In the pictures available for Victor Frankl, his hair is combed straight back and he’s wearing horn-rimmed glasses that would have been very much en vogue these last few years. Fankl was an Austrian psychiatrist who had the great misfortune of being Jewish in Nazi-occupied land. According to UCLA psychiatrist Paul Puri, “back then the common wisdom of the time was that if you take away people’s food and shelter and everything else, they’ll devolve into animals and they’ll tear each other apart to survive.” But Fankl witnessed something different. “They were very generous with each other, and they gave food to each other even when they were starving.” Frankl and his wife ended up at Auschwitz. She did not survive. This is what he wrote about her in his 1959 book “Man’s Search for Meaning.”
We stumbled on in the darkness, over big stones and through large puddles, along the one road leading from the camp. The accompanying guards kept shouting at us and driving us with the butts of their rifles. Anyone with very sore feet supported himself on his neighbor’s arm. Hardly a word was spoken; the icy wind did not encourage talk. Hiding his mouth behind his upturned collar, the man marching next to me whispered suddenly: “If our wives could see us now! I do hope they are better off in their camps and don’t know what is happening to us.”
That brought thoughts of my own wife to mind. And as we stumbled on for miles, slipping on icy spots, supporting each other time and again, dragging one another up and onward, nothing was said, but we both knew: each of us was thinking of his wife. Occasionally I looked at the sky, where the stars were fading and the pink light of the morning was beginning to spread behind a dark bank of clouds. But my mind clung to my wife’s image, imagining it with an uncanny acuteness. I heard her answering me, saw her smile, her frank and encouraging look. Real or not, her look was then more luminous than the sun which was beginning to rise.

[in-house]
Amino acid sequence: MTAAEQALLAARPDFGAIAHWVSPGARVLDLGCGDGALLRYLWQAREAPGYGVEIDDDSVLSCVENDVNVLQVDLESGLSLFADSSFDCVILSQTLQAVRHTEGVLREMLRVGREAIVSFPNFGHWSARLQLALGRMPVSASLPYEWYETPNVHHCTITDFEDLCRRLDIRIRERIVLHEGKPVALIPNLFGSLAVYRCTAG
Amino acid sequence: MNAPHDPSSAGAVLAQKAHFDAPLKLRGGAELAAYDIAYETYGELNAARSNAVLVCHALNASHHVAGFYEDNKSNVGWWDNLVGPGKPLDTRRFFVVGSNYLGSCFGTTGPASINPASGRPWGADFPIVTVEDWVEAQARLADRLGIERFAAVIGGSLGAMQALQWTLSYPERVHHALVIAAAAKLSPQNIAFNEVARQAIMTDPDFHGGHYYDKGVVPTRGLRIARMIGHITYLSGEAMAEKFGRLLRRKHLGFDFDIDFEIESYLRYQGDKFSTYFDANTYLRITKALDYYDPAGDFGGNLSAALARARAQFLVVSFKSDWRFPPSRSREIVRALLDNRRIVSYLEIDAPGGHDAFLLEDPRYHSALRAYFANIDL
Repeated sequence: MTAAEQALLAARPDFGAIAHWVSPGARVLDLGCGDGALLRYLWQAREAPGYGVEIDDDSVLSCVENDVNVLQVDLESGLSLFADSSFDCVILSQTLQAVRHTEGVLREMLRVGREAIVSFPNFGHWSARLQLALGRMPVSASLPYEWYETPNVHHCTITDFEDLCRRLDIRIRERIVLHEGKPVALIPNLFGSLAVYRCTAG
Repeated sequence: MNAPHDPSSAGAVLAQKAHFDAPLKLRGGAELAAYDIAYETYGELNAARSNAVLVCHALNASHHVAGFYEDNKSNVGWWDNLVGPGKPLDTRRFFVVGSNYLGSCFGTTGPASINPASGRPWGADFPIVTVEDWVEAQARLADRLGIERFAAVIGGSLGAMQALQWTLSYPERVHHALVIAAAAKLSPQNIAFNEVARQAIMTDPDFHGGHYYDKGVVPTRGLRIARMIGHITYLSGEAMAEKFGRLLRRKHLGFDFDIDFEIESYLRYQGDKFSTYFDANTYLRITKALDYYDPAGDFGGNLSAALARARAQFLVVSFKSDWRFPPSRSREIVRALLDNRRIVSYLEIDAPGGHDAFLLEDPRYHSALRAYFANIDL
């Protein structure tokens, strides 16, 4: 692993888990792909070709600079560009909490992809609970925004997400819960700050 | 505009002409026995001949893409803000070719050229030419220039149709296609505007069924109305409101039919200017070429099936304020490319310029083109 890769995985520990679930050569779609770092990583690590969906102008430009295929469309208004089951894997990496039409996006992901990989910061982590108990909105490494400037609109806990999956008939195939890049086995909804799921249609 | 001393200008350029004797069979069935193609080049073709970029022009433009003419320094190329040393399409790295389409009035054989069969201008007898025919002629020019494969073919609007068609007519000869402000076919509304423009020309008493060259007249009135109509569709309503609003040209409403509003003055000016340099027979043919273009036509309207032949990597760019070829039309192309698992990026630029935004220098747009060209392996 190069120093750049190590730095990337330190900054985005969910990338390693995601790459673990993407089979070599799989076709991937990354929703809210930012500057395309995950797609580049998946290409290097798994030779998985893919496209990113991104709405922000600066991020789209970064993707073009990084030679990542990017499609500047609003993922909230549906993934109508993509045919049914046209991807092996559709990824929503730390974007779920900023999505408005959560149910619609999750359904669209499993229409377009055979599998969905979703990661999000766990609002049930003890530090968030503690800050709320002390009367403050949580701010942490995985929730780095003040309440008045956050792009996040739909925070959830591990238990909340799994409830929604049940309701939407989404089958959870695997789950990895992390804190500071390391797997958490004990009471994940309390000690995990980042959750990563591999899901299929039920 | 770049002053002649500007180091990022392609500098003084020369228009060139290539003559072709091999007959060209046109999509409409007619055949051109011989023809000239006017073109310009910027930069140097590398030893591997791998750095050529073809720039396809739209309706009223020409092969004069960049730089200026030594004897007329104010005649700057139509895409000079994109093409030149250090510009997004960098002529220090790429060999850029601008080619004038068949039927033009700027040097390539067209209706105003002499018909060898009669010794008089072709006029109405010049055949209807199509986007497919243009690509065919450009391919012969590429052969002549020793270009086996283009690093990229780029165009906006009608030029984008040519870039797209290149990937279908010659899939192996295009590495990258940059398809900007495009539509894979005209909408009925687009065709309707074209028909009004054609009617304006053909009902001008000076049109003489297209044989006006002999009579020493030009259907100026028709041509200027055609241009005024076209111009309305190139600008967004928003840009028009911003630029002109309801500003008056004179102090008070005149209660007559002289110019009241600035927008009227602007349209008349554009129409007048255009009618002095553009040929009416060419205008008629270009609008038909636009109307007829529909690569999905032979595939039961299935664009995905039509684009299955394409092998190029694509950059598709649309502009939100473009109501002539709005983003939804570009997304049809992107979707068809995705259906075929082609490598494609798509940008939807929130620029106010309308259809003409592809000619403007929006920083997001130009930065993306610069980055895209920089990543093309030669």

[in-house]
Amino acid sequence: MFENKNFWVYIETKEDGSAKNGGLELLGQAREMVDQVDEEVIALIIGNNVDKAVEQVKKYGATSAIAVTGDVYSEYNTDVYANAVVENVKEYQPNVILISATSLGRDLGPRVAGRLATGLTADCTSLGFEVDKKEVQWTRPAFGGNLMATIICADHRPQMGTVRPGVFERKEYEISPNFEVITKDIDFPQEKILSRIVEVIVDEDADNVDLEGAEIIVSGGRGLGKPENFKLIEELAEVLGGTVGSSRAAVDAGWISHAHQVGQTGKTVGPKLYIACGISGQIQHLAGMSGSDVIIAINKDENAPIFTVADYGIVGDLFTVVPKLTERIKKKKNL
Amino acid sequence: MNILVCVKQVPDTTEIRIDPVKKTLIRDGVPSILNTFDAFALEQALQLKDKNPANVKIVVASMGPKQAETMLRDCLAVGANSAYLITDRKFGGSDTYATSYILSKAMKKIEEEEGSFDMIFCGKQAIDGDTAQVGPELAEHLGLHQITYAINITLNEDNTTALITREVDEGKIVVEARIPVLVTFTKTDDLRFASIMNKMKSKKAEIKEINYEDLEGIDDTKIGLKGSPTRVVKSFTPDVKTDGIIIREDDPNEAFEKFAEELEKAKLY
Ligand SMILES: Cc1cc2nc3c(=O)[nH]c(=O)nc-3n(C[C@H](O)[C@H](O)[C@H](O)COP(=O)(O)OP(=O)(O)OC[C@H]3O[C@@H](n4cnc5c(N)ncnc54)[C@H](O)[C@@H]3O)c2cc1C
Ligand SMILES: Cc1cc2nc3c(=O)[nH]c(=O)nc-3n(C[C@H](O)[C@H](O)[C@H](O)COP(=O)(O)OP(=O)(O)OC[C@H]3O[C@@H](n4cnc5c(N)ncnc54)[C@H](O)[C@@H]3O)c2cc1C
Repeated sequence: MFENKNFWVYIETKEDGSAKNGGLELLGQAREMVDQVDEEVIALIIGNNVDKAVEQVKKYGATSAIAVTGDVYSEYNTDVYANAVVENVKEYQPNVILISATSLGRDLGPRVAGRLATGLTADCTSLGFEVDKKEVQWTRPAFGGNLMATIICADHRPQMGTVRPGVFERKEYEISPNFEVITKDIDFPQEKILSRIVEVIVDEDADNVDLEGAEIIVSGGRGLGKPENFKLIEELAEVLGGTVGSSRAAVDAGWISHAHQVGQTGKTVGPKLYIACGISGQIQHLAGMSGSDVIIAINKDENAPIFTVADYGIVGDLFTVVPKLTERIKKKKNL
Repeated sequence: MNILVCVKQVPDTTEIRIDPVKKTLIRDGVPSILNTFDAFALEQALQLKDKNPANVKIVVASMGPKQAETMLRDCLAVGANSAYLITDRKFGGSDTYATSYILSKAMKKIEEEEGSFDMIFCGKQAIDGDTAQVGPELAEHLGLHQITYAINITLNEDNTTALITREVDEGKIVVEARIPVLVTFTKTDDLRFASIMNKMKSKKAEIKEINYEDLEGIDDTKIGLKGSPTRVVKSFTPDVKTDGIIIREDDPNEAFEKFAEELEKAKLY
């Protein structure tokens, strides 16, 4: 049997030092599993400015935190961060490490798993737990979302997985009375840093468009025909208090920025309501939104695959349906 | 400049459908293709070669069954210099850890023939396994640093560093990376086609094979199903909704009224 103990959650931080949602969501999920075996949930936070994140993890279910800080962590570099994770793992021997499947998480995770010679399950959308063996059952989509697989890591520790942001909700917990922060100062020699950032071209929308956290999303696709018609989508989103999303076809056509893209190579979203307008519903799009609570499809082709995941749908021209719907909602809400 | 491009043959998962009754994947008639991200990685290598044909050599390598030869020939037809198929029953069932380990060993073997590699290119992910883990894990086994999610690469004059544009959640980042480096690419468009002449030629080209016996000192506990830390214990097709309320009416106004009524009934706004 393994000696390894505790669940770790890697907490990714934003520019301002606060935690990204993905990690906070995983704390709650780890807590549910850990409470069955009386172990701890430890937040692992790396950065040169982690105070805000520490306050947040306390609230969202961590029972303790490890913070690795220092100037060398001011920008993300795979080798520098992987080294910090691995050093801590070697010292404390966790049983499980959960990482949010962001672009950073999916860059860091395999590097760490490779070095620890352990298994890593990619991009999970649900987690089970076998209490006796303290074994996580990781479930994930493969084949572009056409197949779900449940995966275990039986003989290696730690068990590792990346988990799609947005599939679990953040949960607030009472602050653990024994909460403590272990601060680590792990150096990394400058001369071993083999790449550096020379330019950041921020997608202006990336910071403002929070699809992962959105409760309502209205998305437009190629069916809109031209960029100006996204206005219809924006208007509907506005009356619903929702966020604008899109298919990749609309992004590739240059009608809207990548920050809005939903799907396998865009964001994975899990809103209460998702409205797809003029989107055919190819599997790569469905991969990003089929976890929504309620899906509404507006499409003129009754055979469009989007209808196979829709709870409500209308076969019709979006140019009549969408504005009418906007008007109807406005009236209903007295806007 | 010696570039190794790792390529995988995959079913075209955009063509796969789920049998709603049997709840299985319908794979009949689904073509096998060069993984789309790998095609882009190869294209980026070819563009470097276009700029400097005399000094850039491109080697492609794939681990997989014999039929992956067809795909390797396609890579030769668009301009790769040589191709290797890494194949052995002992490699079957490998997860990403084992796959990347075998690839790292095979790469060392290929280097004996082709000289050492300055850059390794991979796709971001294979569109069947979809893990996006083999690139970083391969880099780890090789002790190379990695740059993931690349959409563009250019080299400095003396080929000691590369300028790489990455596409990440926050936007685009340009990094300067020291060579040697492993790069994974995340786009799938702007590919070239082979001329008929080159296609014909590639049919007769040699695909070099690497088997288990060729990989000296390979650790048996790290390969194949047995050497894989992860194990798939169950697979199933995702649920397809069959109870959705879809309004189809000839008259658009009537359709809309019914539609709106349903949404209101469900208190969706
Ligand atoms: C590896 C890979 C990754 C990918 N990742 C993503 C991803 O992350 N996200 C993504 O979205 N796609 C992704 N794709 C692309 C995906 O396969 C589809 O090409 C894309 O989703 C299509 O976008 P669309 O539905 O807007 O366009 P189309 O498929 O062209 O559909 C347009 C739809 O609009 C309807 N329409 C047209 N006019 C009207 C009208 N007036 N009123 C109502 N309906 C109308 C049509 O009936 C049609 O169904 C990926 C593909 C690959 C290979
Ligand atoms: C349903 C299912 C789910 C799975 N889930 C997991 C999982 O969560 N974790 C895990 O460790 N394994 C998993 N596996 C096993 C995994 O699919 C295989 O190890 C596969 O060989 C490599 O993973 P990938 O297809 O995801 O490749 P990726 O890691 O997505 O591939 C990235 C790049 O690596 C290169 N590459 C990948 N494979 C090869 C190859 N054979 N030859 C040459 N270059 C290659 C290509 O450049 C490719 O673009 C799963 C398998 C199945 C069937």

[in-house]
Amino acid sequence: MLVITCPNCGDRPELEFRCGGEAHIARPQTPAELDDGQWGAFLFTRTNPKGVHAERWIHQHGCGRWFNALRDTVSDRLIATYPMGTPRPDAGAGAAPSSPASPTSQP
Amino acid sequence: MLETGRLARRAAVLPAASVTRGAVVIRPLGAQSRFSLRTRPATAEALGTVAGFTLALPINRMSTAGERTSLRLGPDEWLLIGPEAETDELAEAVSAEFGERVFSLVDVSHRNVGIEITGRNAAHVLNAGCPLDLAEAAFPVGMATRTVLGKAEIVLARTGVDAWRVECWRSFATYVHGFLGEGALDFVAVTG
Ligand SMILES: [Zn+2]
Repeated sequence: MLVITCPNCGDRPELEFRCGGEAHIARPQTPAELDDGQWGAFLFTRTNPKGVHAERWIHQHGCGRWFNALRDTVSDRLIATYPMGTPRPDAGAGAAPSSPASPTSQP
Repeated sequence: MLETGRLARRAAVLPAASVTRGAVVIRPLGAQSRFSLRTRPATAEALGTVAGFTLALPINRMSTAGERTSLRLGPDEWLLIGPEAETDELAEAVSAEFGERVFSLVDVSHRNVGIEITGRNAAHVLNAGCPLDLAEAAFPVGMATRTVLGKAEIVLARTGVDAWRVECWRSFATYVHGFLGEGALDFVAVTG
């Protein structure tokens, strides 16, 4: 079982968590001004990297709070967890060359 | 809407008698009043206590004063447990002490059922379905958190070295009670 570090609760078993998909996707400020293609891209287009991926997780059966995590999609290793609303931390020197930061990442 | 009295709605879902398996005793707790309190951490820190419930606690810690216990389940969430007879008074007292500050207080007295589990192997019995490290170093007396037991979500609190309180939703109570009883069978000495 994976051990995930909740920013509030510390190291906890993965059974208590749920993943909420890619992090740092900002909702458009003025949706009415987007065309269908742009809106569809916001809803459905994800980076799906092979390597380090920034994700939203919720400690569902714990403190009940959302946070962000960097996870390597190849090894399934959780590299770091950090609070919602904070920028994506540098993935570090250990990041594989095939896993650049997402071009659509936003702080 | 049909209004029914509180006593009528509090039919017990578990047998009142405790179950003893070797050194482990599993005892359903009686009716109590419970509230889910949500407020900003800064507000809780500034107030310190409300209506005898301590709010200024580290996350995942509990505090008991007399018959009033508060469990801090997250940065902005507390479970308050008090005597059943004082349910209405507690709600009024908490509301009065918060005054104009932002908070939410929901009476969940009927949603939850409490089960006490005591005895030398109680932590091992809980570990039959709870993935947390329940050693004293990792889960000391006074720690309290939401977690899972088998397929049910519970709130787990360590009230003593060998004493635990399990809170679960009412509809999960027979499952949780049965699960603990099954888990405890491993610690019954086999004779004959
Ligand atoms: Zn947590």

A thought transfixed me: for the first time in my life I saw the truth as it is set into song by so many poets, proclaimed as the final wisdom by so many thinkers. The truth – that love is the ultimate and the highest goal to which Man can aspire. Then I grasped the meaning of the greatest secret that human poetry and human thought and belief have to impart: The salvation of Man is through love and in love. I understood how a man who has nothing left in this world still may know bliss, be it only for a brief moment, in the contemplation of his beloved. In a position of utter desolation, when Man cannot express himself in positive action, when his only achievement may consist in enduring his sufferings in the right way – an honorable way – in such a position Man can, through loving contemplation of the image he carries of his beloved, achieve fulfillment. For the first time in my life I was able to understand the meaning of the words, “The angels are lost in perpetual contemplation of an infinite glory.”